Spoofing and the Flash Crash – Six Things You Need to Know

Terry Flanagan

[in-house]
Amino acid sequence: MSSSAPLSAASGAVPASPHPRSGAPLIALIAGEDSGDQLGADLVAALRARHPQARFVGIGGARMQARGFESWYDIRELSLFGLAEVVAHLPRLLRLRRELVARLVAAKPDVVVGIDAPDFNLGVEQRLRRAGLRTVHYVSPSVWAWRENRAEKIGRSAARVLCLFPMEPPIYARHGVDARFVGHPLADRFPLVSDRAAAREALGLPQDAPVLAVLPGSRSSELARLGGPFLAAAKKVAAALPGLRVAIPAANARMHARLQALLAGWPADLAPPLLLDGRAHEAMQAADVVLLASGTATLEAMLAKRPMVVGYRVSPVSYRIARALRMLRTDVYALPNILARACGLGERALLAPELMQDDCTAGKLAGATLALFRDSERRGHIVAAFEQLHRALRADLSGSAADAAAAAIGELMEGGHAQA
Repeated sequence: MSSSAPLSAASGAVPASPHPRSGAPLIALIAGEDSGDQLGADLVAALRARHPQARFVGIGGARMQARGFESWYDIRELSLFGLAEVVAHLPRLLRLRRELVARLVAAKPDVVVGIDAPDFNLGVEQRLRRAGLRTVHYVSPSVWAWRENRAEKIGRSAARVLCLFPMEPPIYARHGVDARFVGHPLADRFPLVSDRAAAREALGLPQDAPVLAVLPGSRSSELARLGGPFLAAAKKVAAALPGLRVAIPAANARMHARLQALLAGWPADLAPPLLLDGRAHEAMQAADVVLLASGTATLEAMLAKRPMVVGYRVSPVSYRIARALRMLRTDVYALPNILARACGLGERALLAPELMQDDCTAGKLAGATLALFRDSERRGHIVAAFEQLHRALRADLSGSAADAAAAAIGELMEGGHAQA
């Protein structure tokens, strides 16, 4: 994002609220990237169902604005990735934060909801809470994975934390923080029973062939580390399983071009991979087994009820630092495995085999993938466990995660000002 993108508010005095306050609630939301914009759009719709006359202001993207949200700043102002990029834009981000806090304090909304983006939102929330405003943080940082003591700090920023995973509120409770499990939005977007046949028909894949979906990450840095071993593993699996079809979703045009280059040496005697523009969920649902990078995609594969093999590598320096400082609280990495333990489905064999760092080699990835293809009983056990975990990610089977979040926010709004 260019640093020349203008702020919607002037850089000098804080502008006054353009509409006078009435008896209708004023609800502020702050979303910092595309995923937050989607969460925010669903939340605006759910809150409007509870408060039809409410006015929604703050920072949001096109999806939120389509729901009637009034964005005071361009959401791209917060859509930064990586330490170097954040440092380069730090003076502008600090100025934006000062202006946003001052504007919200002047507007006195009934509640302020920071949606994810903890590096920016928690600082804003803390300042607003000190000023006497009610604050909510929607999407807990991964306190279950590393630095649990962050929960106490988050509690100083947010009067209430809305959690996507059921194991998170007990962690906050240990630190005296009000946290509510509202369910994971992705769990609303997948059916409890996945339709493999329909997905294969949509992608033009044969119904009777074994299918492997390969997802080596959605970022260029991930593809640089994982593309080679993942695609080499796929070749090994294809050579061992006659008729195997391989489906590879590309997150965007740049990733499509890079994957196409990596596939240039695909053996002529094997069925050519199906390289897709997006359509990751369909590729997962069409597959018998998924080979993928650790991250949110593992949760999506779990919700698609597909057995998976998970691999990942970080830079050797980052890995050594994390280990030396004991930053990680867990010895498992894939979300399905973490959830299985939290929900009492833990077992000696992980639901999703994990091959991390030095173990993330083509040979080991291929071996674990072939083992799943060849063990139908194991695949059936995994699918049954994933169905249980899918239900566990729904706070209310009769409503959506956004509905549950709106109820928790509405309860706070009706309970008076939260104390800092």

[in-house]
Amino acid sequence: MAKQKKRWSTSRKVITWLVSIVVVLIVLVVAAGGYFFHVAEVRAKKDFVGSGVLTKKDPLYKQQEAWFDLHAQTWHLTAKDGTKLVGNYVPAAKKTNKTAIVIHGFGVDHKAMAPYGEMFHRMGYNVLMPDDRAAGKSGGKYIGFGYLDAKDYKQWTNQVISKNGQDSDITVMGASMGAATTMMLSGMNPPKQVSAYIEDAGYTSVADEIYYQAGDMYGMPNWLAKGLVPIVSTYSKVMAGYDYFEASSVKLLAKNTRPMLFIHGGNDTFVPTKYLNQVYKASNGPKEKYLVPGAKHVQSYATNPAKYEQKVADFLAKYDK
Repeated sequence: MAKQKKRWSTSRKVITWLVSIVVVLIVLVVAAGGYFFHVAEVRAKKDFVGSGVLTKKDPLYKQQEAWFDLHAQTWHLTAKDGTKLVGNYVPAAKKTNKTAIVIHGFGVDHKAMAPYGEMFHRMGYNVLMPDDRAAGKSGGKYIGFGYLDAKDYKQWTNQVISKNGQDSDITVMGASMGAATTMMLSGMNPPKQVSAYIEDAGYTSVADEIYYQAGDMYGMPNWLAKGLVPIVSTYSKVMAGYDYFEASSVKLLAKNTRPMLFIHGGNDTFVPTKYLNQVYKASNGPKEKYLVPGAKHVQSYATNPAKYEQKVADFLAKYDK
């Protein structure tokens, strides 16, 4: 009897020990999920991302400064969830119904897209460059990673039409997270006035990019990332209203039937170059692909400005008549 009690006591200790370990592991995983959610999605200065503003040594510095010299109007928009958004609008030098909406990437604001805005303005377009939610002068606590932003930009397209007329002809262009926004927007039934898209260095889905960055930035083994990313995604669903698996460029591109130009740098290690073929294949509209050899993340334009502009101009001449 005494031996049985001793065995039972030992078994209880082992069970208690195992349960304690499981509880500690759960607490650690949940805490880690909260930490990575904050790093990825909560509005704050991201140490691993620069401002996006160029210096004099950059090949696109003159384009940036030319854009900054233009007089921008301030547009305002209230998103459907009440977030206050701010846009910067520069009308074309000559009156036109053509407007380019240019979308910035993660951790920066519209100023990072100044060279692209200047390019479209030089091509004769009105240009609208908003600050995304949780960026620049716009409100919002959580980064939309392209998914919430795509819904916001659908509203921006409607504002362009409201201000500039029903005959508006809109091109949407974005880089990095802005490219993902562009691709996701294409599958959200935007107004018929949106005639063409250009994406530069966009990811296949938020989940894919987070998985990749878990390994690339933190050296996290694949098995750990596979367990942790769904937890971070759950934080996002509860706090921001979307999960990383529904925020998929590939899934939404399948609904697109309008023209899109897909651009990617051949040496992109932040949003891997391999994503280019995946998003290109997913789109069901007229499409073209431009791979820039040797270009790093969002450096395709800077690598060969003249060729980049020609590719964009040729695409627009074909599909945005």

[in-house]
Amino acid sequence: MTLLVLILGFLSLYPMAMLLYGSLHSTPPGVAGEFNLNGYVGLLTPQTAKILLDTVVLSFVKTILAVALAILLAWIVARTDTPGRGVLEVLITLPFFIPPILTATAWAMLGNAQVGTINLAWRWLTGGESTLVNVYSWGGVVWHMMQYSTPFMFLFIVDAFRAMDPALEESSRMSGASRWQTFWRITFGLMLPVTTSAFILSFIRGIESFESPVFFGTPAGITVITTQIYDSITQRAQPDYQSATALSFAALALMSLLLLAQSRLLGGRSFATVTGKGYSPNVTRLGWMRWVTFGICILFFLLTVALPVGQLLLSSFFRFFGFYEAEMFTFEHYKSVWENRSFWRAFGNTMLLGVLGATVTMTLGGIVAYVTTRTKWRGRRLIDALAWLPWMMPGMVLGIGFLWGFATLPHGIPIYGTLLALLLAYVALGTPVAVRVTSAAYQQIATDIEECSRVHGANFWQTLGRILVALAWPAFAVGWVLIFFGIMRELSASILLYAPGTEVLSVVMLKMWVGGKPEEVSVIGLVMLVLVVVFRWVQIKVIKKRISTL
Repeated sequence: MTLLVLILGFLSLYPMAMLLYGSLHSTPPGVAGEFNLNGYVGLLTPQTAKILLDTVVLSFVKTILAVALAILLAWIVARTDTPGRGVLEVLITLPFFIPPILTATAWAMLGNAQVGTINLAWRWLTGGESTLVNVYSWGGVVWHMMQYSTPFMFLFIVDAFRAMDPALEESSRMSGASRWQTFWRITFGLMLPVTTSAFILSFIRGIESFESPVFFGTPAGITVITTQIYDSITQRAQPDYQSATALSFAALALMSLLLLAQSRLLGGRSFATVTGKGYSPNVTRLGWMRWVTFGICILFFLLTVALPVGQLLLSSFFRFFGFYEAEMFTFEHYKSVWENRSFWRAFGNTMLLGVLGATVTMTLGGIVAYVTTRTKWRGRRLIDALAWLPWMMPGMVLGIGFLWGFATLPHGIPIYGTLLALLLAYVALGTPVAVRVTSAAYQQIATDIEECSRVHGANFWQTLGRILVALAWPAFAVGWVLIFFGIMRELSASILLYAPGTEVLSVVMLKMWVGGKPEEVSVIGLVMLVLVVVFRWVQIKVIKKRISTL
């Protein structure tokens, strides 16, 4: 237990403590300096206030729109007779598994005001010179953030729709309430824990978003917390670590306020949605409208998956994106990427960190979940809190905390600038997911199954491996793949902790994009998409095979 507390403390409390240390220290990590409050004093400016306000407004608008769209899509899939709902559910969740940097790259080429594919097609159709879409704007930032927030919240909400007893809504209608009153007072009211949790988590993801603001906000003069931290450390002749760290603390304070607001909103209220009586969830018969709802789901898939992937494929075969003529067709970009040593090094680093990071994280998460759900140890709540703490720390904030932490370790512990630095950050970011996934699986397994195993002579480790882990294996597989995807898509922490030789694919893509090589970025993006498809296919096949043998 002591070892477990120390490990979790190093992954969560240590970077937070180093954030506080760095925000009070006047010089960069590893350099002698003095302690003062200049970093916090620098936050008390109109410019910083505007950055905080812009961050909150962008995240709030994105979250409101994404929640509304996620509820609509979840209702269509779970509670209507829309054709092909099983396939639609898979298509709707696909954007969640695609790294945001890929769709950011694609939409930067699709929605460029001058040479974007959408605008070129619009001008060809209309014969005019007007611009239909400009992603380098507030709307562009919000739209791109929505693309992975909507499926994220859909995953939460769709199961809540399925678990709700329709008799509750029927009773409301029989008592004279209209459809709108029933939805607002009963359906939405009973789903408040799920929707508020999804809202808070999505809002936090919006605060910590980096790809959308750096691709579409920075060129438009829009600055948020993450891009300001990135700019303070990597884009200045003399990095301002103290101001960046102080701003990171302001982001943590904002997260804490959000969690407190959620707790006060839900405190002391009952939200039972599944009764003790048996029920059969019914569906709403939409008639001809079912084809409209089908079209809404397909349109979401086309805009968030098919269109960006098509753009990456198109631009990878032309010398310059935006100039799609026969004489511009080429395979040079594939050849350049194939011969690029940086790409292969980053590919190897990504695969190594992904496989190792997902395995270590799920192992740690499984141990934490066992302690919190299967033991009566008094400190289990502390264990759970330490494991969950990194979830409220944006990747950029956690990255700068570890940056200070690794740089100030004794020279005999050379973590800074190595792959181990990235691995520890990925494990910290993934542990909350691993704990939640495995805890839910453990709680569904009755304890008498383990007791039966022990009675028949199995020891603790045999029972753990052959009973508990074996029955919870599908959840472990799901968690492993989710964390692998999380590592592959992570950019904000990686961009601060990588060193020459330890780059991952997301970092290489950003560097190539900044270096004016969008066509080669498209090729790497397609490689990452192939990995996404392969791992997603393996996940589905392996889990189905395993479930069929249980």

Charges against a UK futures trader accused of manipulating the U.S. futures markets has ignited debate on whether “spoofing” was a contributing factor in the 2010 Flash Crash in U.S. stocks. In the entertainment field, you often watch a spoof on Saturday Night Live, but the consequences are usually innocuous. In computerized financial markets, spoofing generates a lot of “noise” in the market, and can be far from innocuous. It’s meant to trick market participants into trading based on quotes that, while actionable, are designed to move the market in a direction favorable to the spoofer.

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